It has been a long tradition that this Journal presents an overview of the political parties’ employment relations policies when there is a general election. This issue contains two articles where the first article discusses the employment relations policies of the National Party and the Labour Party and the second article overviews the minor parties’ policies participating in this election: ACT Party, Green Party, Maori, NZ First, Mana Party, The Opportunities Party (TOP). Both articles highlight that this has been a rather unusual election campaign with a new Prime Minister (after PM John Key’s resignation in December 2016), and, over the last month, a new leader of the Labour Party, a leadership change in the Green Party and United Future not contesting the election.

The major parties: National’s and Labour’s employment relations policies
Barry Foster* and Erling Rasmussen**


This has already been an unusual election campaign with the two major parties sporting new leaders and a growing diversity in the two parties’ employment relations policies. There seems to be no major employment relations changes planned by the National Party and instead the National-led government’s recent reactive legislative interventions are overviewed. The Labour Party will support collective bargaining but its approach is short on practical details. It also plans more interventions and funding to support low paid workers and combat youth unemployment. An apparently dysfunctional labour market has highlighted immigration dependency, skill shortages, limited wage movements and youth unemployment and these issues will be confronting any new government after this general election.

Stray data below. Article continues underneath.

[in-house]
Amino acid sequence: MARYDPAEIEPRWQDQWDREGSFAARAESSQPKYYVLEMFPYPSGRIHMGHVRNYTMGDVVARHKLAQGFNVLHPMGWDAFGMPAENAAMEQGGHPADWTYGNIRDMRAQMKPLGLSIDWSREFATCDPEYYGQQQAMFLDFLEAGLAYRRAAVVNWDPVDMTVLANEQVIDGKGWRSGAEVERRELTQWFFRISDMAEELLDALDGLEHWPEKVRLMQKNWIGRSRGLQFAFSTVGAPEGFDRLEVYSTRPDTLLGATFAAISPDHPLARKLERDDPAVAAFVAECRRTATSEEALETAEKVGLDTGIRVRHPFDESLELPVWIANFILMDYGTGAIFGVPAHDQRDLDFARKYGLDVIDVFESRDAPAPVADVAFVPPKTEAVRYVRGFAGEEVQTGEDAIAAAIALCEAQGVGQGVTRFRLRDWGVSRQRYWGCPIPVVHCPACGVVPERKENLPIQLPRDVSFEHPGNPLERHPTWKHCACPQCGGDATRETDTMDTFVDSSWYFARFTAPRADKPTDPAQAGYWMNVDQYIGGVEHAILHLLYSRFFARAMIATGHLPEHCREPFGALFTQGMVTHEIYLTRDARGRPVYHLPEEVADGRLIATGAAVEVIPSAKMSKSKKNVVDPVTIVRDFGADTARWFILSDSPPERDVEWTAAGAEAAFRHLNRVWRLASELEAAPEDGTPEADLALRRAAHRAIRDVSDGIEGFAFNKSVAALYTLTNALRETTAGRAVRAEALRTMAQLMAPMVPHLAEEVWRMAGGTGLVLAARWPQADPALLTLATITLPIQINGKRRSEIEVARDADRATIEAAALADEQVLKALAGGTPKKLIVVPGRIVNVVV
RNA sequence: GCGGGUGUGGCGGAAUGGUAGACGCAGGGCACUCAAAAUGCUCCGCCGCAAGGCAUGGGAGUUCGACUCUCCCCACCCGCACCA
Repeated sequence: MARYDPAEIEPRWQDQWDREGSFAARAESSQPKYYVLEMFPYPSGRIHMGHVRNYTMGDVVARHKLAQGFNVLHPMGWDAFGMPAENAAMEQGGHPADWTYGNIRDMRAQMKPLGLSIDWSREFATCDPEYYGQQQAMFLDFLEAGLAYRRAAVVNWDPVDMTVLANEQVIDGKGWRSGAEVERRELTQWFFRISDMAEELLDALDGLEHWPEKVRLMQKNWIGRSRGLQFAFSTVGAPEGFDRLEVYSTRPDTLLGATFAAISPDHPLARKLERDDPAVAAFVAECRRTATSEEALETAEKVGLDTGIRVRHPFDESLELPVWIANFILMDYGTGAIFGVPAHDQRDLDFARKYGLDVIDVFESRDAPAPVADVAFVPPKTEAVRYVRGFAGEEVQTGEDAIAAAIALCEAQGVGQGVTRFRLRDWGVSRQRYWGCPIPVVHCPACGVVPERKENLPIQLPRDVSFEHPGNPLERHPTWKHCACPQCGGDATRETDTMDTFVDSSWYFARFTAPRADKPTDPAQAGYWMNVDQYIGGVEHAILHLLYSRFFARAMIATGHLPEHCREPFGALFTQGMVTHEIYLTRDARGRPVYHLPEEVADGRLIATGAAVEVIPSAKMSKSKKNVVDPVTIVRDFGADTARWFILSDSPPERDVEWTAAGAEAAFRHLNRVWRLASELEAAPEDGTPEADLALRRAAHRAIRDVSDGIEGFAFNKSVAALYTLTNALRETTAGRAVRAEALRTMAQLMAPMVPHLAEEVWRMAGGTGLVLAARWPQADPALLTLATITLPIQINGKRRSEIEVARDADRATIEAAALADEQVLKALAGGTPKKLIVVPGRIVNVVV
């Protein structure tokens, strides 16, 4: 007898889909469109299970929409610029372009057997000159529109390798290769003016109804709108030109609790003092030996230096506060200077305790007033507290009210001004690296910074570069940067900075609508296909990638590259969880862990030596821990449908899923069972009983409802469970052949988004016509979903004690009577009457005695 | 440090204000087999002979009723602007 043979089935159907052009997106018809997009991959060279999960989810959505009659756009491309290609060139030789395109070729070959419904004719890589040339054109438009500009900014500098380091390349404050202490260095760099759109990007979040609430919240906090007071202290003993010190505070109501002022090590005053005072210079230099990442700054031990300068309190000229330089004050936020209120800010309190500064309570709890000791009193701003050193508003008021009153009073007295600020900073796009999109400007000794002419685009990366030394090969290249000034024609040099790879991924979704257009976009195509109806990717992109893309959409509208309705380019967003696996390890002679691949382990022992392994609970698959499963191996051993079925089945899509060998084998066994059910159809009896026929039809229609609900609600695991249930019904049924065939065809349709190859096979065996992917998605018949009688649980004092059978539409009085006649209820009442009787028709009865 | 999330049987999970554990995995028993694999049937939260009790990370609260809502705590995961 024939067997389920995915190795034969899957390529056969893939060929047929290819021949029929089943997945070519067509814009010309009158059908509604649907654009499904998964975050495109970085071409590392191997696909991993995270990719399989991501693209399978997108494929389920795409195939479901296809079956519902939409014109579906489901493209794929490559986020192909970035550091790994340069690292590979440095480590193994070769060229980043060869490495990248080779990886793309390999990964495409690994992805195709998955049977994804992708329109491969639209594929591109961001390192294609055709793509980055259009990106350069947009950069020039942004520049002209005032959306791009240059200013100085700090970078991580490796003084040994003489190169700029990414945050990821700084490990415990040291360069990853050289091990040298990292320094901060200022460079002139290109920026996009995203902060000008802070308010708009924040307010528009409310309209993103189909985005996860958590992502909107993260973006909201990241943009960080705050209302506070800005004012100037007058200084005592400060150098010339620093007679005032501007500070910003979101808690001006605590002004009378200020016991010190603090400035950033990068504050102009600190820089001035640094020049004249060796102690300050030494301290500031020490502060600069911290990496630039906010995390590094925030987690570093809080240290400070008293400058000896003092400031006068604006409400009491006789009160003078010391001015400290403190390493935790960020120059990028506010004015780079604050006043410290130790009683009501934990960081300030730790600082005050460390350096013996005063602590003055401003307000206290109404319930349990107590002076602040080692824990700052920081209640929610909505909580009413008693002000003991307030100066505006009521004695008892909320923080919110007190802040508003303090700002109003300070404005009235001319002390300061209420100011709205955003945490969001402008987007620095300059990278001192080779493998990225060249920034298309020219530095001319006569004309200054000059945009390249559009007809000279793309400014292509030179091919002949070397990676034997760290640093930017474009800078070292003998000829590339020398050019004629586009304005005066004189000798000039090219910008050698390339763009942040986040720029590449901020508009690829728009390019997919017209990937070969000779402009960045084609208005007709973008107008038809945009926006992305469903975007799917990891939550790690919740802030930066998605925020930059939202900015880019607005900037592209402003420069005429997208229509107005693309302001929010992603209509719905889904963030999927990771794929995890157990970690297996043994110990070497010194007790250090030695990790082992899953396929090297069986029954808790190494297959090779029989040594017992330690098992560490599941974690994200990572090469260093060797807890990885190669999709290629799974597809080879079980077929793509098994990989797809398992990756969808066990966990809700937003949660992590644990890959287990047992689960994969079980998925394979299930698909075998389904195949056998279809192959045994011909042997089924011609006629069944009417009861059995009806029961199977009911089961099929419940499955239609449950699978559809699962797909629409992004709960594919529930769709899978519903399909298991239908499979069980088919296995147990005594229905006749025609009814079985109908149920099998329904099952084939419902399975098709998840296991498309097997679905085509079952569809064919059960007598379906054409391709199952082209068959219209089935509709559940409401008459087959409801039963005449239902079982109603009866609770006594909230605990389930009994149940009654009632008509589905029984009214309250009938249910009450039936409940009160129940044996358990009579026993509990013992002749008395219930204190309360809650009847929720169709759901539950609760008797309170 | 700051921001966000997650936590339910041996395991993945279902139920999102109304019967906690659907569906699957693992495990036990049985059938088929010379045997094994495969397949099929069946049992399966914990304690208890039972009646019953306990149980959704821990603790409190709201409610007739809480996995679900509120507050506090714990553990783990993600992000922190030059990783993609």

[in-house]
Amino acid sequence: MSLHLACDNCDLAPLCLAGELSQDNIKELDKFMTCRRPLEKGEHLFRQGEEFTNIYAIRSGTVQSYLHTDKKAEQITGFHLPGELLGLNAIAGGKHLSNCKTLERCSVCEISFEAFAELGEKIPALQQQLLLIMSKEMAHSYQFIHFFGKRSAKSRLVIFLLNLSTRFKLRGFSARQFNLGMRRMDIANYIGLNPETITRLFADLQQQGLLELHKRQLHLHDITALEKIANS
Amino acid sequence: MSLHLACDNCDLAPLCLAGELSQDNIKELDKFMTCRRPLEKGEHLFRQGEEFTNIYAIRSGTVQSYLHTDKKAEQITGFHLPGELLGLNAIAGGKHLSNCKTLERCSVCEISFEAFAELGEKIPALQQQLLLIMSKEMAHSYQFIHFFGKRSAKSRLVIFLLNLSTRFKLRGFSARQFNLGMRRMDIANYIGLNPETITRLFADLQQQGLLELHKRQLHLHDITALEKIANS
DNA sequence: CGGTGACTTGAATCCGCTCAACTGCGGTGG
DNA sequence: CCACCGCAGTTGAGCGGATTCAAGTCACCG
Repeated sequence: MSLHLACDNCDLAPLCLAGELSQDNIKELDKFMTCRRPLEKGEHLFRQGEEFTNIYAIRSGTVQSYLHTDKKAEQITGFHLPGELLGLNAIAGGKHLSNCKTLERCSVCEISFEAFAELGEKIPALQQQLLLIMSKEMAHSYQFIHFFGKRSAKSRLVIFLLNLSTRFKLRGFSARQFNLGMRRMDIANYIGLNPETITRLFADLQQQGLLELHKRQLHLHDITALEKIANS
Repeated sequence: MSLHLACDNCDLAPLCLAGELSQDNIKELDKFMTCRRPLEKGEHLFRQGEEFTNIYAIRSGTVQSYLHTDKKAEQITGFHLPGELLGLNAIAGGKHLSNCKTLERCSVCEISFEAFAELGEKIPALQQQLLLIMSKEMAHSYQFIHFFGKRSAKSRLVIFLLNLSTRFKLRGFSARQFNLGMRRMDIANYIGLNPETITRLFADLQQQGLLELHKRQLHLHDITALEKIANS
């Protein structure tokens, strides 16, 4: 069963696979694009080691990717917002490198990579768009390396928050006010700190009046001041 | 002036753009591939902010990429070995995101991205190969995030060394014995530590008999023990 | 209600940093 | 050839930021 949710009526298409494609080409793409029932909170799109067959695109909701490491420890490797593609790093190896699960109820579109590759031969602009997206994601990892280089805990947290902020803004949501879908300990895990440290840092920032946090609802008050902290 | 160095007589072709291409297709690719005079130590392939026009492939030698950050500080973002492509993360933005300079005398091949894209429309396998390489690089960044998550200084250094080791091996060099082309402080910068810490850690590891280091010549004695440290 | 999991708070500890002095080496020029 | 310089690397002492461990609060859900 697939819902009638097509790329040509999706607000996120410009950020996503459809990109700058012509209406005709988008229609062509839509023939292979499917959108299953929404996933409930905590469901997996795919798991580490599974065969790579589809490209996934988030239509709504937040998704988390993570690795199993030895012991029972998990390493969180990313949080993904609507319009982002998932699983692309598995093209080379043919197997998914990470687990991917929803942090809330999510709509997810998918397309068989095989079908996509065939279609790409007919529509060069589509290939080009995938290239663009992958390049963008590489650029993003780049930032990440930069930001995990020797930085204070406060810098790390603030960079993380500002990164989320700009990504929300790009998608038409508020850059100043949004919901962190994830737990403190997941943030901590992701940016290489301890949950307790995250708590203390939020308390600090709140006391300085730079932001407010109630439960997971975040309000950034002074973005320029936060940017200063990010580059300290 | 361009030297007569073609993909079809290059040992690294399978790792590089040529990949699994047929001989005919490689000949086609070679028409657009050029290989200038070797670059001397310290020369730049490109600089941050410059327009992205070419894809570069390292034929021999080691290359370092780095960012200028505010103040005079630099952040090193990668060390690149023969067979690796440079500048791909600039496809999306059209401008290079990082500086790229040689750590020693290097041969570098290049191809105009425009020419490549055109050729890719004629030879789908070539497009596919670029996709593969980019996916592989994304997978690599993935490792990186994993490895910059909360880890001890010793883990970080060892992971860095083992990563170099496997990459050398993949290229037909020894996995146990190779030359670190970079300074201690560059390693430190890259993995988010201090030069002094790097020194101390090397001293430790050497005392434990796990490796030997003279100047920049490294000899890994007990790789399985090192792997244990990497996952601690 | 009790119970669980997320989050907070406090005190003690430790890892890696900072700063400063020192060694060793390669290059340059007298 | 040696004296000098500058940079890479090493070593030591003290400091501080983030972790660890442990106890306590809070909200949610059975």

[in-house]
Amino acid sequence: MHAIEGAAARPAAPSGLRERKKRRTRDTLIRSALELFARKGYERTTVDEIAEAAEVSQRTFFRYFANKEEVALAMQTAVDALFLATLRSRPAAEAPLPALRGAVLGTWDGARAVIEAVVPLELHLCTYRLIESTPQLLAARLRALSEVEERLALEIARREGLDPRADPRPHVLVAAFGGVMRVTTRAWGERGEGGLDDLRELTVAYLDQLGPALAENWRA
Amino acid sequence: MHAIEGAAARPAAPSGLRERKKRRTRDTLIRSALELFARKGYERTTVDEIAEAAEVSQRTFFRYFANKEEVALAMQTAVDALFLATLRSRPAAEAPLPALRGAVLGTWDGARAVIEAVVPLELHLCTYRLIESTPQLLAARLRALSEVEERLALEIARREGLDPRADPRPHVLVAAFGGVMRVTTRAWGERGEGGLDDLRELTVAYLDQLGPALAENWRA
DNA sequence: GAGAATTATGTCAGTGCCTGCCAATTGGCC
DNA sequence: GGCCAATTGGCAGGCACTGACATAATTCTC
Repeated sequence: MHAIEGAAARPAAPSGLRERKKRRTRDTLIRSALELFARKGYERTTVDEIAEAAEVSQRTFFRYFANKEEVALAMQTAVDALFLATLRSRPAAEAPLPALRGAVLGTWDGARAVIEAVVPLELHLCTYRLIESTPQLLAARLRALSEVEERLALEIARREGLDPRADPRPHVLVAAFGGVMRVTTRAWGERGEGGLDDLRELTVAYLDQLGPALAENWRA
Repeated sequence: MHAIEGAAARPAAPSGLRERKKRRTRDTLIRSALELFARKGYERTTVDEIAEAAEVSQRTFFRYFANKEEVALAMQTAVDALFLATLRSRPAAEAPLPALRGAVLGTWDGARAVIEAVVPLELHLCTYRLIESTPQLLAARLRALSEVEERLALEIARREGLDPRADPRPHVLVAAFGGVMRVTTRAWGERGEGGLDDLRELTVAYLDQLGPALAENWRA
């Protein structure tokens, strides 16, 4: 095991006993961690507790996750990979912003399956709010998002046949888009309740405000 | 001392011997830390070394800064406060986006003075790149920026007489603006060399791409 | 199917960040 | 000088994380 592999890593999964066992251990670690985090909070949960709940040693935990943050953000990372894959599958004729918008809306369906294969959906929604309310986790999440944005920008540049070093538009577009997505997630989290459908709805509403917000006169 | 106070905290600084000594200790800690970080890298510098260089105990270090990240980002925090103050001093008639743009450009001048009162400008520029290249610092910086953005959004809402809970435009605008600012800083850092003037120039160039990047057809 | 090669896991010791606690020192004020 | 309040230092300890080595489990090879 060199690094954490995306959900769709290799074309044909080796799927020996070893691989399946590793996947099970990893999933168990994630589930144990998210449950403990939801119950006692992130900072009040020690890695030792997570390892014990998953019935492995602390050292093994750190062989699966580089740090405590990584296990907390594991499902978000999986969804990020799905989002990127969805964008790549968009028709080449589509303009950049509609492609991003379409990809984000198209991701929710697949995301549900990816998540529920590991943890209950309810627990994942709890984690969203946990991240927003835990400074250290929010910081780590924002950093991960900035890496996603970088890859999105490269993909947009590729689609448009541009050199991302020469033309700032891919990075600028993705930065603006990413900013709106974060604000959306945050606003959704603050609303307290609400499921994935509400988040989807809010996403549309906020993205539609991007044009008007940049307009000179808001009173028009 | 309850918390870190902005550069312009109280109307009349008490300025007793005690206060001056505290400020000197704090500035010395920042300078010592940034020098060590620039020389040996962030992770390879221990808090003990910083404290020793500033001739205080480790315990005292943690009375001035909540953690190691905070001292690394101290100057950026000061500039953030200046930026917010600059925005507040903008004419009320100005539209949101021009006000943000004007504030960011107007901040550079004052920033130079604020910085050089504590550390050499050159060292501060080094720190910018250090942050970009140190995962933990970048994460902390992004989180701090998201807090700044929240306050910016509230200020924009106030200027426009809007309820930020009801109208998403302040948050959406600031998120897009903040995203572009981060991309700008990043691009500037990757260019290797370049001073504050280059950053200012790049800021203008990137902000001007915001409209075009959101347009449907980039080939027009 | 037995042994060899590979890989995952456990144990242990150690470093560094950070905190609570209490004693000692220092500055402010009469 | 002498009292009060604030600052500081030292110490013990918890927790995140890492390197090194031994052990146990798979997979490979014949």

* Barry Foster is a Lecturer in the School of Management, Massey University
** Erling Rasmussen is a Professor of Work and Employment at Auckland University of Technology

New Zealand’s minor parties and ER policy after 2017
Peter Skilling* and Julienne Molineaux**


Since New Zealand adopted a proportional representation electoral system in 1996, neither of the major parties have been able to form a government without the support of one or more of the minor parties. As such, understanding the likely trajectory of employment relations (ER) policy after this year’s election requires an understanding of the policy positions, the political priorities, and the potential power of the minor parties. In this article, we provide an overview of the positions of six minor parties contesting this year’s election who have a realistic chance of achieving seats in parliament. September 23 is shaping up to be the most interesting and unpredictable election night for many years. Leading the polls since 2006, and comfortably ahead of Labour just two months out from the election, many expected the National Party to be the largest party after the 2017 election. The question, at that stage, was whether National could form a government with their existing minor party partners, or whether they would need to rely on New Zealand First to gain a majority. Instead, Labour has been resurgent following a change of leader on August 1, just seven weeks from election day. Labour’s resurgence has closed the gap with National – some polls putting Labour ahead – and led to a corresponding drop in poll ratings for the two largest minor parties, the Greens and New Zealand First. We explore the opportunities and challenges that this uncertain and dynamic environment generates for the minor parties.

* Department of Management, Auckland University of Technology
** Policy Observatory, Auckland University of Technology